Around 20 venues across NI are hosting Push The Boat Out (PTBO) open days and taster sessions throughout the month.
Getting active outdoors has been shown to positively impact physical and mental health.
“An escape from modern-day life, getting out on the water is something the whole family can benefit from,” says the RYA Northern Ireland.
It highlights the “freedom of being afloat, the challenge and achievement of learning a new skill and the many new friends you will meet” among its attractions.
“Meanwhile, youngsters can develop heaps of positive life skills, like confidence, independence and teamwork, which they will take into all other areas of their lives.”
RYANI active clubs co-ordinator Lisa McCaffrey said: “We are delighted that for the second year running, Push The Boat Out will be returning for the whole of May.
“This is an exciting initiative where people right across Northern Ireland are being given a unique opportunity to visit many clubs and centres to give sailing a go.
“There are so many benefits to getting out on the water and it can really help to improve both our physical and mental health.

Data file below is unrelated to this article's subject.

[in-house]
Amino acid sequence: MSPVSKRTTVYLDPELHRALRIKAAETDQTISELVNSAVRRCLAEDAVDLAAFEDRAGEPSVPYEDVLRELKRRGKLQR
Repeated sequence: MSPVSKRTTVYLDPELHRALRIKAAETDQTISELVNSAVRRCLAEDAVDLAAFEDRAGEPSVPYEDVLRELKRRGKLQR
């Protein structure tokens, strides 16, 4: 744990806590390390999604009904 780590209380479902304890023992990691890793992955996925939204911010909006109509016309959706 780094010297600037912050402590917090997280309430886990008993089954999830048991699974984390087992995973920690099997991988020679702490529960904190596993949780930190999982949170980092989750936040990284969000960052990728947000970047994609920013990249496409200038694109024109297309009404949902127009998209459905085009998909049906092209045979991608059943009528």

“If you’re interested in trying something completely different with your family, a workout in the fresh air or perhaps to get back out on the water after having a break then pop down to your local sailing club or centre during May.”
Push The Boat Out is a national campaign by the RYA which aims to make the water more accessible, whatever your age, background or ability — getting more people sailing, windsurfing, having fun and getting active outdoors.
All kit and safety equipment is provided, so just bring a pair of old trainers you don’t mind getting wet “and your sense of fun”.
Refreshments will be also be available at many venues, with a host of shore-side activities and entertainment to enjoy too.
Last year more than 39,000 people across the UK attended a PTBO open day, inspiring thousands of new sailors to join their local club.